Ex-WW2 landing craft built in 1944

   
View of the controls

The first lake visited was Okareka, which has houses scattered round the foreshore.  Good trout fishing and the photo below is of a house with a private beach and various toys - nice!  We were told that the Thai royal family also has a lodge on the lake which I guess could also be a bolt hole with all the recent unrest.  However, paying guests are apparently charged NZ$6000 per night for the privilege of staying there.  I hope that includes meals and use of the exotic water-borne toys they allegedly have there!

Private house at Lake Okareka

We were also amazed to see an air boat being retrieved from the lake.  Didn't know that there were any in NZ!  It's used by a contractor to spray Diquat, an aquatic herbicide used to kill hornwort, a non-native invasive weed species.

Airboat driving onto the trailer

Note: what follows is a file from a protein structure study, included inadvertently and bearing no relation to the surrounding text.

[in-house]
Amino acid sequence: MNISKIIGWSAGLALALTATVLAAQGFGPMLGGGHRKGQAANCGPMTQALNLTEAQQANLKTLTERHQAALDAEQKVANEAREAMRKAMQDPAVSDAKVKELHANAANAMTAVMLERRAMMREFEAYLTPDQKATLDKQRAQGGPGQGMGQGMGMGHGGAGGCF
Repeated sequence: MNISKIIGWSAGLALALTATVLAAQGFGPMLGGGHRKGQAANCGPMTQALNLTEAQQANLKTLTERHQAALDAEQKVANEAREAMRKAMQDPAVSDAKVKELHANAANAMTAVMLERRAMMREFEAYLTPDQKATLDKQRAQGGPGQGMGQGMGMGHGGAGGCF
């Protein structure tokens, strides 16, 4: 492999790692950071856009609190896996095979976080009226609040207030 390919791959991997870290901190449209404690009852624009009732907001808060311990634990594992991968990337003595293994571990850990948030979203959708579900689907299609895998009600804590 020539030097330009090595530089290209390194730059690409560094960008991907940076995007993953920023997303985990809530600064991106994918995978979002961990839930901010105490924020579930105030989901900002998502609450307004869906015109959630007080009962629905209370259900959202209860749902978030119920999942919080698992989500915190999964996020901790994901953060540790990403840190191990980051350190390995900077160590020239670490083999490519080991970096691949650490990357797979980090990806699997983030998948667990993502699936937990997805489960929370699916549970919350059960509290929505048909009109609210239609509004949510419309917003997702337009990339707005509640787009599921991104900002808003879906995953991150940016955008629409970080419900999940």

Being inspected for weed

Landing craft on Lake Tarawera (file photo courtesy of Duck Tours)

With no overseas tourists, it's nice to indulge in a bit of tourism in our own country and support local tourist operators.  Also great to catch up with our Wellington-based friends whom we first met some years ago on a holiday in Rarotonga.  Great weather throughout although the 200+ km drive home was in torrential rain and gale force winds.  Dinner that evening was a makeshift affair as a tree had fallen on power lines not far from where we live so the BBQ on our deck was pressed into service.  The storm was abating but it was still as windy as heck and right on sunset, everything was bathed in an eerie light.  Made for a good photo though whilst I was cooking!

Aftermath of the storm from our front deck
 

8 comments:

  1. There is so much to see in the vicinity, when you start looking for it. Lovely area. I just had a thru-drive when I was visiting (already: nine years ago) wishing I'd had more time.

    The view from your deck... priceless!

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    1. Hi Sonja,